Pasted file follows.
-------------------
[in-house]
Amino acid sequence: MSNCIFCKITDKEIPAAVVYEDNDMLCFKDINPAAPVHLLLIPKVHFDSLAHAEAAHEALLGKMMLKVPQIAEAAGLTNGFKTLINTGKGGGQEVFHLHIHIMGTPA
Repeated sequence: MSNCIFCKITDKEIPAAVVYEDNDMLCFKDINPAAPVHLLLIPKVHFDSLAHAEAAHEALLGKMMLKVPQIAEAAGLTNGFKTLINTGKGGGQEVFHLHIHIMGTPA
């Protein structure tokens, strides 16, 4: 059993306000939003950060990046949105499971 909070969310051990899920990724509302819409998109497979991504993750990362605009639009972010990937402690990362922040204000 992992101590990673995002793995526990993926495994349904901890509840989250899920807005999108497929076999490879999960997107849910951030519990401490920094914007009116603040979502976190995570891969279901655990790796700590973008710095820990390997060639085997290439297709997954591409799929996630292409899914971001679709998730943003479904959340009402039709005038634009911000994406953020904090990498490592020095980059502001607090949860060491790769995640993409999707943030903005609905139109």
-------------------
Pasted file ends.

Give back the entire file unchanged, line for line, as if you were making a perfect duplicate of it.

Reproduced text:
[in-house]
Amino acid sequence: MSNCIFCKITDKEIPAAVVYEDNDMLCFKDINPAAPVHLLLIPKVHFDSLAHAEAAHEALLGKMMLKVPQIAEAAGLTNGFKTLINTGKGGGQEVFHLHIHIMGTPA
Repeated sequence: MSNCIFCKITDKEIPAAVVYEDNDMLCFKDINPAAPVHLLLIPKVHFDSLAHAEAAHEALLGKMMLKVPQIAEAAGLTNGFKTLINTGKGGGQEVFHLHIHIMGTPA
């Protein structure tokens, strides 16, 4: 059993306000939003950060990046949105499971 909070969310051990899920990724509302819409998109497979991504993750990362605009639009972010990937402690990362922040204000 992992101590990673995002793995526990993926495994349904901890509840989250899920807005999108497929076999490879999960997107849910951030519990401490920094914007009116603040979502976190995570891969279901655990790796700590973008710095820990390997060639085997290439297709997954591409799929996630292409899914971001679709998730943003479904959340009402039709005038634009911000994406953020904090990498490592020095980059502001607090949860060491790769995640993409999707943030903005609905139109």